As you know, we have had many challenges in keeping the horses comfortable and able to continue a long trek like this. Many of the issues we have encountered have been solved. For instance, Tiska kept getting a large welt on her side after a day of packing. We were certain that something in her pack was poking her all day and causing this. We rearranged it many times, but it kept happening. So Richard came up with the brilliant idea of putting our ‘crazy creek’ chairs in the bags as padding. So far, this seems to have fixed the problem.
Apache’s back problems have been mostly cured since he has had the Lyme Disease medicine. However, he continues to have a minimal amount of lower back pain, but it has been suggested to us that it may be due to his back feet heals being too low. More about that on the next blog…..
Then there is dear Fiddle. She has endured so much during this trip, and we continue to have problems with her hair rubbing off on part of her back. It is almost down to her skin now. (Read more below)We have tried many, many different things to try to stop this from happening- saddle pad changes, slippery fur conditioner, adding a cinch to her saddle to hold the saddle more evenly, adjusting the way her bags are packed, etc, etc. Many of these have decreased the speed at which her hair wears, but it is still way too fast. I talked to the Outfitter Supply store in Montana a couple months ago about this same problem. They have a lot of experience working with long riders and they know some who have succeeded, and many who have not. Their advice was: “every horse is different, every situation is different, there is no one answer that will work in every situation. If you are to succeed, you will get creative, keep trying things, and figure it out.” I was a little put out at their lack of help at first, but now that we have gone several hundred miles since then and figured out many of our problems simply by being creative and thinking outside the box, I have come to appreciate the absolute truth in their advice.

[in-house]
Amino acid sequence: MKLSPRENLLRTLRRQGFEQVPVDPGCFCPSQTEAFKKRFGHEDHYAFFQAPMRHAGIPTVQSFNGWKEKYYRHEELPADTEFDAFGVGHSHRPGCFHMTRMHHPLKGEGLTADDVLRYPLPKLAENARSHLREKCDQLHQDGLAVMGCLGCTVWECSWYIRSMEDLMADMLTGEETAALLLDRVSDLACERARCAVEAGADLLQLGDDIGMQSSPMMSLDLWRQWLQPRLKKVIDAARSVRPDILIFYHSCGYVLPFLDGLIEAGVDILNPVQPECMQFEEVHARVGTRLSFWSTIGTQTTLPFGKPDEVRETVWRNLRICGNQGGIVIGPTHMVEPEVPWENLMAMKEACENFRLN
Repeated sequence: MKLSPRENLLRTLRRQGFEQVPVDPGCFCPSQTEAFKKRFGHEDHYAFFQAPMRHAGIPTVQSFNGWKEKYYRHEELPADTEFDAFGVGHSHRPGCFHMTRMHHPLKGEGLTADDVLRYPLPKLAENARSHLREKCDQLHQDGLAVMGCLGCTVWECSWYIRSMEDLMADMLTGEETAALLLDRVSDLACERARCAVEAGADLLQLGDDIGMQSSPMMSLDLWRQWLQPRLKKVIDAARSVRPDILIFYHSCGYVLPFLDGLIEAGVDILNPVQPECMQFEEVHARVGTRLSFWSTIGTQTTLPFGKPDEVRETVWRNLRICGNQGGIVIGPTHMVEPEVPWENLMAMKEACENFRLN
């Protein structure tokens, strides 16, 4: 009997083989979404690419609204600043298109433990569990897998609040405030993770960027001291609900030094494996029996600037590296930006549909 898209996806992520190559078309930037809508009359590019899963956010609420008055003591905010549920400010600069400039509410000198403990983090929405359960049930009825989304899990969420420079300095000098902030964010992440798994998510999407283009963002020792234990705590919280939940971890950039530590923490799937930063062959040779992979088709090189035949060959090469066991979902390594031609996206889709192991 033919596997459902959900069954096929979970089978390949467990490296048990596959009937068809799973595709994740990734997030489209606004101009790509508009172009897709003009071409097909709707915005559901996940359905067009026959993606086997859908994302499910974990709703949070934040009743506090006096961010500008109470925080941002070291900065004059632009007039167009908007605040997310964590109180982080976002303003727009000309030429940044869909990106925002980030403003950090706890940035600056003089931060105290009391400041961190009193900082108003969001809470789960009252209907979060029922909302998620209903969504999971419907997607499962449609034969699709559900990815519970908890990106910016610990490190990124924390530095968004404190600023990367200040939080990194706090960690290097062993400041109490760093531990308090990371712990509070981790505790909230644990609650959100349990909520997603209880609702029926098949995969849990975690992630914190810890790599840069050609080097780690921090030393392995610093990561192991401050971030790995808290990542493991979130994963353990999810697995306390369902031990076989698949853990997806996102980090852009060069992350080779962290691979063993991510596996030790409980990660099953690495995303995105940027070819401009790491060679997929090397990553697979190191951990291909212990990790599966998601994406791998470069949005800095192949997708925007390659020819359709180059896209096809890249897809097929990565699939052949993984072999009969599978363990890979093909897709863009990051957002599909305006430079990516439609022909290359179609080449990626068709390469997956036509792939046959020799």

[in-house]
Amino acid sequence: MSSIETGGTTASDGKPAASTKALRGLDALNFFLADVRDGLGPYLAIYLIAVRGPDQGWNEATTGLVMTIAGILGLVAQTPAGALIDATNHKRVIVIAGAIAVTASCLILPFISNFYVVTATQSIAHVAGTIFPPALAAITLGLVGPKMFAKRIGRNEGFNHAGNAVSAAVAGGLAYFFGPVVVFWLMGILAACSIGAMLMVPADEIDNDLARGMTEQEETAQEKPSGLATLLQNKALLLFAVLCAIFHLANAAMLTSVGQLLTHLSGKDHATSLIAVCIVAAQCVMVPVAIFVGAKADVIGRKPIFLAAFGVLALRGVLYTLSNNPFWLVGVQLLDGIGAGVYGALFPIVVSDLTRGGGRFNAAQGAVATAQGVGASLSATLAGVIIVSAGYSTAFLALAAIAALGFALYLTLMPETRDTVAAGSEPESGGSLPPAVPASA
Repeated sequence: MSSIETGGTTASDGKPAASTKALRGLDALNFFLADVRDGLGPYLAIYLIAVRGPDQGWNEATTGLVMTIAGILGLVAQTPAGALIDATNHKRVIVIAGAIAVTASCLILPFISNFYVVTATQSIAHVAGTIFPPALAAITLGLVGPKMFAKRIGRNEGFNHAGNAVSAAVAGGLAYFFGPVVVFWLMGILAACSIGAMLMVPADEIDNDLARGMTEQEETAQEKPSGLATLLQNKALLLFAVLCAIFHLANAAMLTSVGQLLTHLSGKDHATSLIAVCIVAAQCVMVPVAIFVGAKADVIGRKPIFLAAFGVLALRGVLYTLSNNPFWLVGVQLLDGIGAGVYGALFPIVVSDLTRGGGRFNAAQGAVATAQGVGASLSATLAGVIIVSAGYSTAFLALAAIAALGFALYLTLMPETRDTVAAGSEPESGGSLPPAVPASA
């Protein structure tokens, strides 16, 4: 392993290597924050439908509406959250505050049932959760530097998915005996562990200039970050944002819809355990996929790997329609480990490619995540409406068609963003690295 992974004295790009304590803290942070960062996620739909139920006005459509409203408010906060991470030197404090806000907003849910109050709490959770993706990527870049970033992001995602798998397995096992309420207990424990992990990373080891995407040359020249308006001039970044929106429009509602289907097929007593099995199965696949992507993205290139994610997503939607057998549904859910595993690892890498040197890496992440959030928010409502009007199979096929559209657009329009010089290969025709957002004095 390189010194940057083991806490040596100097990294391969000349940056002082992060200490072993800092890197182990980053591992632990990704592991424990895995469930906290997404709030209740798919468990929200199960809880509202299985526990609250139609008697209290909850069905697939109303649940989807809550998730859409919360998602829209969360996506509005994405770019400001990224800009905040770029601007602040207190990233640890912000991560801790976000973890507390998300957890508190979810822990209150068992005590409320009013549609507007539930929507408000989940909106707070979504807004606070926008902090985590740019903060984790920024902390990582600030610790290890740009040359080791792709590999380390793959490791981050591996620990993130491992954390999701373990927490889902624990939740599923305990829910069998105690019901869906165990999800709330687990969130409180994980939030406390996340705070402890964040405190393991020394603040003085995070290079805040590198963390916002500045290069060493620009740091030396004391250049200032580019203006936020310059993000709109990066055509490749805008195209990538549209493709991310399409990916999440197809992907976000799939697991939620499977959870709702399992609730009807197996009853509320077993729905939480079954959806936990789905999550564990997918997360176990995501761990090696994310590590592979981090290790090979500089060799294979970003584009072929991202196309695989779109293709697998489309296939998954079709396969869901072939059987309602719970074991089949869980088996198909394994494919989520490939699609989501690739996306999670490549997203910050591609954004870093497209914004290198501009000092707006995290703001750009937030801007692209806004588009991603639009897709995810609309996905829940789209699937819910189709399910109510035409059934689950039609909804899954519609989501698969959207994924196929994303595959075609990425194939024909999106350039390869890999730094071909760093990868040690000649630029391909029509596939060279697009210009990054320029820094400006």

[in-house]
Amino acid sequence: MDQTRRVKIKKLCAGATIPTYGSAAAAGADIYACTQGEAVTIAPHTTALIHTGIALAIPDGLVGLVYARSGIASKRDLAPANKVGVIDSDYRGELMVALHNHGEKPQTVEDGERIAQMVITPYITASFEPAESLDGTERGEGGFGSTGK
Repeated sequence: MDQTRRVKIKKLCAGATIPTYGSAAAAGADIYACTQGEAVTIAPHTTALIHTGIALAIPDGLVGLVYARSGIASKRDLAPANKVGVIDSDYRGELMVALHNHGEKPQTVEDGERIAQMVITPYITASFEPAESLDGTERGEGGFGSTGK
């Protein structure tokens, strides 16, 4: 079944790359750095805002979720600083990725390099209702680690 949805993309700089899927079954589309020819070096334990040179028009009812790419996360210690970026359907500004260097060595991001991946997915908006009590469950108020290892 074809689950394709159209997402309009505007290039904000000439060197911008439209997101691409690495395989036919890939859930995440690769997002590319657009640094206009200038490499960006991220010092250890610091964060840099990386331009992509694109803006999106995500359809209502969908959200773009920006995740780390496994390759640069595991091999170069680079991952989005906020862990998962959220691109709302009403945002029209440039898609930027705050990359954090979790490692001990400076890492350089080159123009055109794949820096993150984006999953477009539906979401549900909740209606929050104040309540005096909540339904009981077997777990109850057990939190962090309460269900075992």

Out of necessity, our powers of observation have improved and we have decided that Fiddle’s saddle does not fit her correctly on the end away from her head. We are hoping we are correct, because just as we took a deep breath and cut into her saddle pad (which worked by the way), we are now taking a deep breath and sanding down the wood on her saddle tree to mold it to her back. Richard has done a great job creating an upward curve in the wood and removing the straight angle that was jabbing into her back. Cris Ann has also been a great help on this. She has given us another saddle pad to try, as well as saddle shims to help even more. Our theory is that if the saddle is digging into her back instead of sitting nicely on it, then it would move against her rather than with her as her hips sway, thus causing the hair to rub off. Only time will tell if we have finally found the right solution, but nonetheless, the saddle is permanently altered!